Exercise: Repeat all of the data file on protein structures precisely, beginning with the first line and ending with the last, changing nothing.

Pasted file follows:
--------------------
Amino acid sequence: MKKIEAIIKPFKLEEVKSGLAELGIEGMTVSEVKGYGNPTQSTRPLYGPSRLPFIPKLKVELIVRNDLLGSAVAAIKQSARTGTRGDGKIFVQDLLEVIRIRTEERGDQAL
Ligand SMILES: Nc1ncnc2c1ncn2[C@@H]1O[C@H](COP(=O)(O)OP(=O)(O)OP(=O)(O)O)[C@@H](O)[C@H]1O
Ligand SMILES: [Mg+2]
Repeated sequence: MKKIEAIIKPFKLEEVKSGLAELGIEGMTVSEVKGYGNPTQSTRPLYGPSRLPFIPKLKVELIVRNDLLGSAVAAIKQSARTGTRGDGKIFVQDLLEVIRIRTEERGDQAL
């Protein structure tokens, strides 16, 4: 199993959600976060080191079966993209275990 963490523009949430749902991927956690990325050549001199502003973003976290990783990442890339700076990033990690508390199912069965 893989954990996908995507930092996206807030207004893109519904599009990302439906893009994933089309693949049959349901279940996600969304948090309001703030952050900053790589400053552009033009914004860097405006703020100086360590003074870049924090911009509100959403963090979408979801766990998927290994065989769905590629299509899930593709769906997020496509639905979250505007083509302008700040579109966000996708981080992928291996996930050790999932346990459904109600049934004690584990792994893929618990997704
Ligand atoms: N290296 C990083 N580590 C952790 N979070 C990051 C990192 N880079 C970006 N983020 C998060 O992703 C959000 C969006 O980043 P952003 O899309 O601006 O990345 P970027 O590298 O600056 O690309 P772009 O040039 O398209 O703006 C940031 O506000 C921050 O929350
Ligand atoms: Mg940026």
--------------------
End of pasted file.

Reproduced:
Amino acid sequence: MKKIEAIIKPFKLEEVKSGLAELGIEGMTVSEVKGYGNPTQSTRPLYGPSRLPFIPKLKVELIVRNDLLGSAVAAIKQSARTGTRGDGKIFVQDLLEVIRIRTEERGDQAL
Ligand SMILES: Nc1ncnc2c1ncn2[C@@H]1O[C@H](COP(=O)(O)OP(=O)(O)OP(=O)(O)O)[C@@H](O)[C@H]1O
Ligand SMILES: [Mg+2]
Repeated sequence: MKKIEAIIKPFKLEEVKSGLAELGIEGMTVSEVKGYGNPTQSTRPLYGPSRLPFIPKLKVELIVRNDLLGSAVAAIKQSARTGTRGDGKIFVQDLLEVIRIRTEERGDQAL
């Protein structure tokens, strides 16, 4: 199993959600976060080191079966993209275990 963490523009949430749902991927956690990325050549001199502003973003976290990783990442890339700076990033990690508390199912069965 893989954990996908995507930092996206807030207004893109519904599009990302439906893009994933089309693949049959349901279940996600969304948090309001703030952050900053790589400053552009033009914004860097405006703020100086360590003074870049924090911009509100959403963090979408979801766990998927290994065989769905590629299509899930593709769906997020496509639905979250505007083509302008700040579109966000996708981080992928291996996930050790999932346990459904109600049934004690584990792994893929618990997704
Ligand atoms: N290296 C990083 N580590 C952790 N979070 C990051 C990192 N880079 C970006 N983020 C998060 O992703 C959000 C969006 O980043 P952003 O899309 O601006 O990345 P970027 O590298 O600056 O690309 P772009 O040039 O398209 O703006 C940031 O506000 C921050 O929350
Ligand atoms: Mg940026």